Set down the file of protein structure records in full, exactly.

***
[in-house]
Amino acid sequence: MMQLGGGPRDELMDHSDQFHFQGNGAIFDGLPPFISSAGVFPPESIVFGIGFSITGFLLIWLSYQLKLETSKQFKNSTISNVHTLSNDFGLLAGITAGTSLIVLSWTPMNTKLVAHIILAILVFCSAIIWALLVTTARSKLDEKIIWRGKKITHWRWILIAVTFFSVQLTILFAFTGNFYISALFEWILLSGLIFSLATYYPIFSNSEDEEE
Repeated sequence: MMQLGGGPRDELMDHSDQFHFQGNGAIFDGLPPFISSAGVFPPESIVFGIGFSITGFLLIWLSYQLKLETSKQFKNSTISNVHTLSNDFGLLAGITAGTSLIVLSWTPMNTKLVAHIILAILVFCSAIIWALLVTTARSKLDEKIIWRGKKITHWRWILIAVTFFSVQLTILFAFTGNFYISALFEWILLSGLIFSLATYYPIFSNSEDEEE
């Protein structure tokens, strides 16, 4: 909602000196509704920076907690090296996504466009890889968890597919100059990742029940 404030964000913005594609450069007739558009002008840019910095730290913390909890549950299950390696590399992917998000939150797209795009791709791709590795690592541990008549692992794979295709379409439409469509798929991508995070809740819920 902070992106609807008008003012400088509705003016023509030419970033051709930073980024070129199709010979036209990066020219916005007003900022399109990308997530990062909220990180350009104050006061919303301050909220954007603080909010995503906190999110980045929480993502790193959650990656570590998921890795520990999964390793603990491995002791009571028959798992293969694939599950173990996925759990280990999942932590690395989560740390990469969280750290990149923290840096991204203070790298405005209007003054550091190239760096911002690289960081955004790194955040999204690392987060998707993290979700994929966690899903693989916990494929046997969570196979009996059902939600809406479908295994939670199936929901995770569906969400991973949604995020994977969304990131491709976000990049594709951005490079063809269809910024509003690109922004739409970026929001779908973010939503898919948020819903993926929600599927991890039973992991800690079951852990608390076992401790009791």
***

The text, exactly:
[in-house]
Amino acid sequence: MMQLGGGPRDELMDHSDQFHFQGNGAIFDGLPPFISSAGVFPPESIVFGIGFSITGFLLIWLSYQLKLETSKQFKNSTISNVHTLSNDFGLLAGITAGTSLIVLSWTPMNTKLVAHIILAILVFCSAIIWALLVTTARSKLDEKIIWRGKKITHWRWILIAVTFFSVQLTILFAFTGNFYISALFEWILLSGLIFSLATYYPIFSNSEDEEE
Repeated sequence: MMQLGGGPRDELMDHSDQFHFQGNGAIFDGLPPFISSAGVFPPESIVFGIGFSITGFLLIWLSYQLKLETSKQFKNSTISNVHTLSNDFGLLAGITAGTSLIVLSWTPMNTKLVAHIILAILVFCSAIIWALLVTTARSKLDEKIIWRGKKITHWRWILIAVTFFSVQLTILFAFTGNFYISALFEWILLSGLIFSLATYYPIFSNSEDEEE
């Protein structure tokens, strides 16, 4: 909602000196509704920076907690090296996504466009890889968890597919100059990742029940 404030964000913005594609450069007739558009002008840019910095730290913390909890549950299950390696590399992917998000939150797209795009791709791709590795690592541990008549692992794979295709379409439409469509798929991508995070809740819920 902070992106609807008008003012400088509705003016023509030419970033051709930073980024070129199709010979036209990066020219916005007003900022399109990308997530990062909220990180350009104050006061919303301050909220954007603080909010995503906190999110980045929480993502790193959650990656570590998921890795520990999964390793603990491995002791009571028959798992293969694939599950173990996925759990280990999942932590690395989560740390990469969280750290990149923290840096991204203070790298405005209007003054550091190239760096911002690289960081955004790194955040999204690392987060998707993290979700994929966690899903693989916990494929046997969570196979009996059902939600809406479908295994939670199936929901995770569906969400991973949604995020994977969304990131491709976000990049594709951005490079063809269809910024509003690109922004739409970026929001779908973010939503898919948020819903993926929600599927991890039973992991800690079951852990608390076992401790009791």